As an example of all the above, I recently went to the range with my 870P SBS and some Wolf 9-pellet buckshot and Speer Lawman 8-pellet buckshot (pre-FliteControl wad). I chose these two loads to illustrate the importance of ammunition selection. I don’t mean to pick on Wolf ammo, but the results are what they are. I also know from prior experience that the Speer Lawman buckshot is a decent performer in my gun. In the photos below, the Wolf is on the left and the Speer is on the right.

In looking at the photos above, the difference in patterns out of the same gun at the same distances is obvious, which brings us to the “easy buttons” that I mentioned above. The two that immediately come to mind are choosing a premium eight pellet buckshot from Federal or Hornady that incorporates either the FliteControl (Federal) or Versatite (Hornady) wads. These similar wads are both designed to keep the shot column together for longer before falling away, leading to tighter shot patterns. The other more expensive option is to send your barrel off to Vang Comp Systems for their barrel modification that guarantees 10-12” patterns at 25 yards. (In the photos above, note that the Speer ammunition does group within roughly 12″ at 25 yards… the -1 on an IDPA silhouette is 12″ across.) I’m personally a fan of the Vang Comp system simply because I can generally use whatever decent buckshot I can find and have a reasonable expectation of a decent pattern. (In our current social and political climate with ammo being exceedingly difficult to find, this is an important consideration.) Having said that, even with a Vang modified barrel, garbage in, garbage out applies. See the photos above for a direct example of this. Use good ammo!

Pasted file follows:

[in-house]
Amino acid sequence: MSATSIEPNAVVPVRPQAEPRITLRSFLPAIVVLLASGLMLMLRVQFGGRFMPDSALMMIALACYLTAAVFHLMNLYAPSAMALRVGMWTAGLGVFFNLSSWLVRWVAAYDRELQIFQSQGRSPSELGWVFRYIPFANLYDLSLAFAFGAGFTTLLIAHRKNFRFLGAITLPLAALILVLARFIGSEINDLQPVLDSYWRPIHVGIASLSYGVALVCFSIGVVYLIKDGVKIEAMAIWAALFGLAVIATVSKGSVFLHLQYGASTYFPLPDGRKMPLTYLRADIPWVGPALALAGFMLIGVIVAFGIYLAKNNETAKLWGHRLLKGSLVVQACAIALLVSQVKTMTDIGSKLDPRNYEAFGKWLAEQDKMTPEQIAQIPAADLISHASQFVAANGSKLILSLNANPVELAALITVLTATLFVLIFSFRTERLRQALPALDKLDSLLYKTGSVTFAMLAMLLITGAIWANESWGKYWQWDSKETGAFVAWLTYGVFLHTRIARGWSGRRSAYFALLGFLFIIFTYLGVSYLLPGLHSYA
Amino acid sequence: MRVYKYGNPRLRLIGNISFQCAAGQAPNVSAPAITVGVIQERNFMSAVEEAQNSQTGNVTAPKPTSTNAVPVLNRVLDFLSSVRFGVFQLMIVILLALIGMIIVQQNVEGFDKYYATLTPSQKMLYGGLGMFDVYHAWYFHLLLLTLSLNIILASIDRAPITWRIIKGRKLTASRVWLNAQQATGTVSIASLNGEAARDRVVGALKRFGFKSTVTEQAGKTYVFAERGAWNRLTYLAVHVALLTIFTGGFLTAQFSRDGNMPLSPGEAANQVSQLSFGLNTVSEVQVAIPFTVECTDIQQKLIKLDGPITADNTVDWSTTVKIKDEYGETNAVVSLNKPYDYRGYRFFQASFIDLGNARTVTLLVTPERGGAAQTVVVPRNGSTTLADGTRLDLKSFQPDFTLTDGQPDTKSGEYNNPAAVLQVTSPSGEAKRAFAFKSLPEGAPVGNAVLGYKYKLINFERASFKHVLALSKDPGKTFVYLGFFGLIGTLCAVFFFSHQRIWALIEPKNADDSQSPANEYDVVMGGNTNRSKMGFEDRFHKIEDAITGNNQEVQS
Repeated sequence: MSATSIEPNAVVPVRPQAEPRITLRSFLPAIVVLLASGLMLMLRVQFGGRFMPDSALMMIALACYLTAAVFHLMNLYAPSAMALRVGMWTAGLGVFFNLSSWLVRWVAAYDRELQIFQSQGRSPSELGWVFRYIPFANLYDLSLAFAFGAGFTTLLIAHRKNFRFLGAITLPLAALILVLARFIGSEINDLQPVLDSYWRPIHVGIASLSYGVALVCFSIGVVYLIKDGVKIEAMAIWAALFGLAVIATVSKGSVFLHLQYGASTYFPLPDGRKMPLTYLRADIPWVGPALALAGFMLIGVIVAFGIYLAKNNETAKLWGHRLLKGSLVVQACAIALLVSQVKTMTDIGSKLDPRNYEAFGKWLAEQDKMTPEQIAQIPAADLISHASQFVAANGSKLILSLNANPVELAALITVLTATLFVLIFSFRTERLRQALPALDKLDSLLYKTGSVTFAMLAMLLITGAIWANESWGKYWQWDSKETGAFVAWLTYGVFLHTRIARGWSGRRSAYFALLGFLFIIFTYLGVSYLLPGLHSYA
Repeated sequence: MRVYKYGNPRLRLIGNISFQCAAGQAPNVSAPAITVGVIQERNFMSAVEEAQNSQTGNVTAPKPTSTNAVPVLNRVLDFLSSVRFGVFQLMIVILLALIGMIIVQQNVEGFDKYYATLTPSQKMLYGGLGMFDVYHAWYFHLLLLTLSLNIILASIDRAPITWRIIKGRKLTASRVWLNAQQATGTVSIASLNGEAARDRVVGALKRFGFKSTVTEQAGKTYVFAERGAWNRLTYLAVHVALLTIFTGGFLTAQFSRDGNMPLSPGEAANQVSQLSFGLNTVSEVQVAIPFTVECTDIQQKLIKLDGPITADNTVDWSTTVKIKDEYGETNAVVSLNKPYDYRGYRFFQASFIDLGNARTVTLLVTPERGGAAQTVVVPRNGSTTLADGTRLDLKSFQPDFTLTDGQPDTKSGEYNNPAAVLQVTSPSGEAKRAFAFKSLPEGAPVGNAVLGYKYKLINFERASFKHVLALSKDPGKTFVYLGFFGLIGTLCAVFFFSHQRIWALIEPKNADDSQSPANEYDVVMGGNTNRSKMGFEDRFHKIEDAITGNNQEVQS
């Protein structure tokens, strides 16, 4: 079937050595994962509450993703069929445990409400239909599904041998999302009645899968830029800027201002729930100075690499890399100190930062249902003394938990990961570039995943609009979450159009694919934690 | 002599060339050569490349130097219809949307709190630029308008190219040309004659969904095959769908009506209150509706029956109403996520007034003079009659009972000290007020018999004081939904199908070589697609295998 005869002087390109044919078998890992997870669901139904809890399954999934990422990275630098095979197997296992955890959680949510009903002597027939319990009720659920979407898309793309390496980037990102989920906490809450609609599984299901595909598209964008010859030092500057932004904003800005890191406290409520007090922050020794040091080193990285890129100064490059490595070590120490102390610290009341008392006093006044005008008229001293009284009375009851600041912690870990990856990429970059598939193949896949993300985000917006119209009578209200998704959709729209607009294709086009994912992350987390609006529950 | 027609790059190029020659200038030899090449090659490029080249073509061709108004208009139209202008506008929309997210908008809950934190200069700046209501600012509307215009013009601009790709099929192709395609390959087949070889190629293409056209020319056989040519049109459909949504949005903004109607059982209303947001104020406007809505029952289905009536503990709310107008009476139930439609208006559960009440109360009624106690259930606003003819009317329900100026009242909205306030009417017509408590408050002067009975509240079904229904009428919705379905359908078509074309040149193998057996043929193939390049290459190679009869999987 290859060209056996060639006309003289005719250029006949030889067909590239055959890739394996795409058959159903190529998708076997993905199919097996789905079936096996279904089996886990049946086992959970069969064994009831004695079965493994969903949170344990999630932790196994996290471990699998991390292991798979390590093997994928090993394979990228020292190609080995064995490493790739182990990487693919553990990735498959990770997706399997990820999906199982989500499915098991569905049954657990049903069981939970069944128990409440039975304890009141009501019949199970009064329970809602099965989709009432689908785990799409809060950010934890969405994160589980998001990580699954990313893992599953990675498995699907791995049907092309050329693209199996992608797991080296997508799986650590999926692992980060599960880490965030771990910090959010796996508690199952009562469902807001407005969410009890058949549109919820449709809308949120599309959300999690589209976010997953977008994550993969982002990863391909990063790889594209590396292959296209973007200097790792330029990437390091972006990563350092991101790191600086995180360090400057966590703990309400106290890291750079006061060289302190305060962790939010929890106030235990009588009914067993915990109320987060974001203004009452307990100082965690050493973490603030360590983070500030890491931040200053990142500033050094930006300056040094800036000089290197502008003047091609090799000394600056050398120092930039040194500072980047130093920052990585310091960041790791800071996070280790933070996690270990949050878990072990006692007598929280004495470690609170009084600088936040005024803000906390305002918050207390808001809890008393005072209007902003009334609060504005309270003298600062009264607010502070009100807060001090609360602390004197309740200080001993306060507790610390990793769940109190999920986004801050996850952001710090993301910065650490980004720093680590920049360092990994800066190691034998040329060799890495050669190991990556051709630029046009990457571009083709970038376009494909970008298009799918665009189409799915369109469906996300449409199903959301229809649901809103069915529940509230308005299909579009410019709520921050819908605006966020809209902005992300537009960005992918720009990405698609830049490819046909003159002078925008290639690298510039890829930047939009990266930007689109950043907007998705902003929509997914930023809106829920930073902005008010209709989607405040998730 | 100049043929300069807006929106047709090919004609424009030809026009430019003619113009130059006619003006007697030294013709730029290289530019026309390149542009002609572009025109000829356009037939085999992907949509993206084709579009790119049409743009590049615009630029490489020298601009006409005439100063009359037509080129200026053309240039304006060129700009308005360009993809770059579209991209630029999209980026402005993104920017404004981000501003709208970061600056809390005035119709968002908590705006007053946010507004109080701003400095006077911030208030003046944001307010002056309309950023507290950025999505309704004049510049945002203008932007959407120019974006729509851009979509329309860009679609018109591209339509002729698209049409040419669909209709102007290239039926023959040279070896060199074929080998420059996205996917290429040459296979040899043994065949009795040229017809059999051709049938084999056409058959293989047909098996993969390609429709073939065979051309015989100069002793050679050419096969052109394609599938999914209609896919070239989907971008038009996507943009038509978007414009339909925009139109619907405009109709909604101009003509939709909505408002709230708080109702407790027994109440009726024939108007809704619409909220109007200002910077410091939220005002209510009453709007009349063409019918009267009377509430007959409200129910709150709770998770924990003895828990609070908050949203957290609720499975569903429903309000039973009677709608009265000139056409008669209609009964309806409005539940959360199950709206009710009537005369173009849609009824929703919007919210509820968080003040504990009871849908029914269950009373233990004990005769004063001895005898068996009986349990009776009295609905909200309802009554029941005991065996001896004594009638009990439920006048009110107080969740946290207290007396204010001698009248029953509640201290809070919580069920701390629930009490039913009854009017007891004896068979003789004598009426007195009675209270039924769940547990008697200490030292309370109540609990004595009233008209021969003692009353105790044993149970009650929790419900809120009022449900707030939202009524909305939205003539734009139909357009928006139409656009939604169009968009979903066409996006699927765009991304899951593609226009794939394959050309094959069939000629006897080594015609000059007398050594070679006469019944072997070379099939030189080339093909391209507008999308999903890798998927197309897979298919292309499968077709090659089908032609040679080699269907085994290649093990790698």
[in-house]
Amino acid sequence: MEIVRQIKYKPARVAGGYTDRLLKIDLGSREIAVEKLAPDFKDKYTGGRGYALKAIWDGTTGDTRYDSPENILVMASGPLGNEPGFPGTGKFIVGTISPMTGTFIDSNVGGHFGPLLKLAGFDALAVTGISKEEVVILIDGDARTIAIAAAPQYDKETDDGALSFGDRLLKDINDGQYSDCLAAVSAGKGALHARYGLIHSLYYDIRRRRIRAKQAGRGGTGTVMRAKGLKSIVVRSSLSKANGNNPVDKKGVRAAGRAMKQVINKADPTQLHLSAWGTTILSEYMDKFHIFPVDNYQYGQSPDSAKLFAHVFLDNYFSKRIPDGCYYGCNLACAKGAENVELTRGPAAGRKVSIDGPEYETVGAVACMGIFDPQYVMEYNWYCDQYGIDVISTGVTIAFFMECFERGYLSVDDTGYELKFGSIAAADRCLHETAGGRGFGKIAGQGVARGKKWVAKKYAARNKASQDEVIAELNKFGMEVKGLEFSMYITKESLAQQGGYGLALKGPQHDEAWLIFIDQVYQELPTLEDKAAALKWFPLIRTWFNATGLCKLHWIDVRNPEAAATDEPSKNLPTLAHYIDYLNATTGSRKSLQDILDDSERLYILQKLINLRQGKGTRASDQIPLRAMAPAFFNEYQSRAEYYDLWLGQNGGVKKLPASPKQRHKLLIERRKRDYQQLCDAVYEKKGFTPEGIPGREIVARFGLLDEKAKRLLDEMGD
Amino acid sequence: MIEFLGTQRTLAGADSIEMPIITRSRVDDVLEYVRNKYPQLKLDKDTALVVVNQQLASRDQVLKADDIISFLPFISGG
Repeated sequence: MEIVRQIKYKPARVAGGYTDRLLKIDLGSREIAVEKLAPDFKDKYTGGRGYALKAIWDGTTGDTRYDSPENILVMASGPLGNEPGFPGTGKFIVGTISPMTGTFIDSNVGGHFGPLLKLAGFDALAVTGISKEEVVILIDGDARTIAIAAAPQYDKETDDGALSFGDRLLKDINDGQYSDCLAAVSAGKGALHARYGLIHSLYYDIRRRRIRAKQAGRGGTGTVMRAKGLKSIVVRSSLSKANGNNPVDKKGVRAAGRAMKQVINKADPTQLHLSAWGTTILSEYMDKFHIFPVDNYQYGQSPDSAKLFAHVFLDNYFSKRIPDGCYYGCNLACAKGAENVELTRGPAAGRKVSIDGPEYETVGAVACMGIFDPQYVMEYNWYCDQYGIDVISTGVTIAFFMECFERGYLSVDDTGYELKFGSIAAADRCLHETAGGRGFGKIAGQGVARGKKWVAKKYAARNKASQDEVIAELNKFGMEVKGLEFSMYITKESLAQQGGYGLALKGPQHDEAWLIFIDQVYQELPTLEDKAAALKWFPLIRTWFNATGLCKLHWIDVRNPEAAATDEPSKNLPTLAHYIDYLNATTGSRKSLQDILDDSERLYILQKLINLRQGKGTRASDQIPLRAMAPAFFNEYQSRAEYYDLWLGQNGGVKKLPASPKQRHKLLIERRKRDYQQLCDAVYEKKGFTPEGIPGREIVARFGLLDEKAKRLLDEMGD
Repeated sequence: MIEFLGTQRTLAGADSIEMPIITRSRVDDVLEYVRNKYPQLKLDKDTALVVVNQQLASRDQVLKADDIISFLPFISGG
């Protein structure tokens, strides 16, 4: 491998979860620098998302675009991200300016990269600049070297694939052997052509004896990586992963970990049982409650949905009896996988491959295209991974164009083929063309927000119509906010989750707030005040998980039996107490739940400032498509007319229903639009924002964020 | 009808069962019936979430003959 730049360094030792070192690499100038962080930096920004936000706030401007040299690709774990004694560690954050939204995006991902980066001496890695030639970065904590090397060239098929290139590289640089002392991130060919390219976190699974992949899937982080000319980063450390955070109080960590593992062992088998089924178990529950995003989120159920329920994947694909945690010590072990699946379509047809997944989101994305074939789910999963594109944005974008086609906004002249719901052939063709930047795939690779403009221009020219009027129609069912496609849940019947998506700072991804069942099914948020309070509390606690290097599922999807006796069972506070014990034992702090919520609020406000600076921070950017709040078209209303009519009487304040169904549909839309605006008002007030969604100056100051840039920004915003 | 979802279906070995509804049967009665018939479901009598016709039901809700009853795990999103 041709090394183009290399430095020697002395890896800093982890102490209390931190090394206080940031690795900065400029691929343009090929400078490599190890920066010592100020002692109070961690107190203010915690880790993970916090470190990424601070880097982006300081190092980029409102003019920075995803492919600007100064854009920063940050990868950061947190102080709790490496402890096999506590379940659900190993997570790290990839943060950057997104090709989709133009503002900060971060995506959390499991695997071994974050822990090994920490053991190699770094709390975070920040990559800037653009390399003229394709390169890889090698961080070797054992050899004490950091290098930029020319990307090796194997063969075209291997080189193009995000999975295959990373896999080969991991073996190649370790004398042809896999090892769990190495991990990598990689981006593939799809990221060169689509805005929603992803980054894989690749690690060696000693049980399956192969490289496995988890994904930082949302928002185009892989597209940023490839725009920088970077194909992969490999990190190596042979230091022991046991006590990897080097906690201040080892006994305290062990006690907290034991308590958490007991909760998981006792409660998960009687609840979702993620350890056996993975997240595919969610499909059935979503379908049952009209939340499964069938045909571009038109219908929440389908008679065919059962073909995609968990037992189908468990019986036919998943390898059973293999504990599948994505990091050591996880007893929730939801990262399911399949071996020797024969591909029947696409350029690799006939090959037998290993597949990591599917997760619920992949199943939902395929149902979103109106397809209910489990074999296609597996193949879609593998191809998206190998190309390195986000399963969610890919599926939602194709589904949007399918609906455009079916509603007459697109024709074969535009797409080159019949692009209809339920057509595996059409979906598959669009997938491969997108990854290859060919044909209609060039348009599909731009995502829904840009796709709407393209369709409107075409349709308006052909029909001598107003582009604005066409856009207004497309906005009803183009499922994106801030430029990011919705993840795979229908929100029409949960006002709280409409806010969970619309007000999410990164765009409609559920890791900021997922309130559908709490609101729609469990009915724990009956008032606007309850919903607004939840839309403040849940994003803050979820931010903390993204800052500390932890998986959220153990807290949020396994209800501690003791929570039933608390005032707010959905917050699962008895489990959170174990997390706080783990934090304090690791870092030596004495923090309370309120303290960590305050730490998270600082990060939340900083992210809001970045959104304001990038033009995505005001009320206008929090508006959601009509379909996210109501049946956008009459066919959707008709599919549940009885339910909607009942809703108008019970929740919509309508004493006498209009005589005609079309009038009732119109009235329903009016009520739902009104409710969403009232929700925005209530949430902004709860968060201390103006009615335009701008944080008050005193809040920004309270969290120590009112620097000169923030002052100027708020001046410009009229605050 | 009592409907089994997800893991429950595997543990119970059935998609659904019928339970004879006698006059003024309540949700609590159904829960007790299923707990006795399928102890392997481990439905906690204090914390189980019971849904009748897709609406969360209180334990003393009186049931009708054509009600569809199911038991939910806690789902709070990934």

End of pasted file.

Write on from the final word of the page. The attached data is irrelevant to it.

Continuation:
This is Federal FliteControl 8-pellet buckshot out of my 870P fitted with an 18″ cylinder bore barrel. I don’t remember the distance, but it is illustrative nonetheless.

One other huge advantage of having a tighter shot pattern is that you simply have more leeway if your shot isn’t exactly centered on a target (read this blog post from Greg Ellifritz for a better explanation of this point). Furthermore, the tighter your shot pattern is, the farther you can effectively shoot without switching to a slug. But again, and more importantly in a home defense context, a tighter shot pattern gives you more leeway in terms of aiming errors. This point was really hammered home in the recent Shotgun 360 course that both Robert and I took with Tim Chandler and Ashton Ray.

For most home defense scenarios, I don’t think slugs are required or necessarily even ideal. If you think you might have to engage threats in a vehicle or behind cover, then that changes the equation. But again, this is beyond the purview of most homeowners. For our purposes, we are concerned about threats that present inside or just outside our home at essentially traditional pistol distances. In the realm of the mythical “one shot stop,” the 12 gauge shotgun stoked with premium buckshot still reigns supreme.

I purposely dropped a lot of names in this post. All of the trainers I mentioned above are legitimate subject matter experts in the defensive use of the shotgun. To the list of names above, I would add Lee Weems. If you’ve chosen a shotgun for your home defense needs, I highly recommend that you seek one of them out and take a class. I’ve personally trained with all of them and can vouch for the value of their classes.

As always, thanks for reading. We welcome questions, comments, and civil discourse. Please subscribe to the blog to follow our work or follow us on social media. If you know of a new gun owner that has recently purchased a shotgun, please share this post with them. One of our primary goals with the blog has always been education. If you have questions, reach out to us. We hope to see you on the range soon!

4 thoughts on “New Gun Owners: How to Pattern Your Shotgun for Home Defense

  1. Nice article on the difference in ammo performance.
    The article is about home defense where the longest straight shot would normally be hallway or den. Thirty feet at most. In today’s legal world a 25 yard shot may not be considered a defensive action.